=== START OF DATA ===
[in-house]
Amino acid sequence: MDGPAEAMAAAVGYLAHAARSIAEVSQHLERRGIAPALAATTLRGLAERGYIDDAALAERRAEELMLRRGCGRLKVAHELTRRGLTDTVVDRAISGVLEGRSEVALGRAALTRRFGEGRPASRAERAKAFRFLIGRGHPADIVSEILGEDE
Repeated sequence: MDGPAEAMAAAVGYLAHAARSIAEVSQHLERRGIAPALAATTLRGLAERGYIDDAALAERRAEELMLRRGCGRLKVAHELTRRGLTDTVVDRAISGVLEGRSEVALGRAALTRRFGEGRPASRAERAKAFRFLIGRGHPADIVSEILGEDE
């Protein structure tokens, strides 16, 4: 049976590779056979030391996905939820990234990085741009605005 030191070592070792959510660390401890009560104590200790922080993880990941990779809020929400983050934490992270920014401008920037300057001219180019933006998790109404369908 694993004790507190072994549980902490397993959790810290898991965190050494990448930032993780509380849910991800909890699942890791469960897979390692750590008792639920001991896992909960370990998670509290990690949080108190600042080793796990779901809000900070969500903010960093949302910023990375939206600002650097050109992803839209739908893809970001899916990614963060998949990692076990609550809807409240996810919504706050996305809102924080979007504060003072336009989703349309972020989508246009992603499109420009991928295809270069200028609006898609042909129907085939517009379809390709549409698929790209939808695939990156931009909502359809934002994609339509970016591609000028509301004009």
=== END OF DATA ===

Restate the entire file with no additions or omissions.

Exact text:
[in-house]
Amino acid sequence: MDGPAEAMAAAVGYLAHAARSIAEVSQHLERRGIAPALAATTLRGLAERGYIDDAALAERRAEELMLRRGCGRLKVAHELTRRGLTDTVVDRAISGVLEGRSEVALGRAALTRRFGEGRPASRAERAKAFRFLIGRGHPADIVSEILGEDE
Repeated sequence: MDGPAEAMAAAVGYLAHAARSIAEVSQHLERRGIAPALAATTLRGLAERGYIDDAALAERRAEELMLRRGCGRLKVAHELTRRGLTDTVVDRAISGVLEGRSEVALGRAALTRRFGEGRPASRAERAKAFRFLIGRGHPADIVSEILGEDE
């Protein structure tokens, strides 16, 4: 049976590779056979030391996905939820990234990085741009605005 030191070592070792959510660390401890009560104590200790922080993880990941990779809020929400983050934490992270920014401008920037300057001219180019933006998790109404369908 694993004790507190072994549980902490397993959790810290898991965190050494990448930032993780509380849910991800909890699942890791469960897979390692750590008792639920001991896992909960370990998670509290990690949080108190600042080793796990779901809000900070969500903010960093949302910023990375939206600002650097050109992803839209739908893809970001899916990614963060998949990692076990609550809807409240996810919504706050996305809102924080979007504060003072336009989703349309972020989508246009992603499109420009991928295809270069200028609006898609042909129907085939517009379809390709549409698929790209939808695939990156931009909502359809934002994609339509970016591609000028509301004009």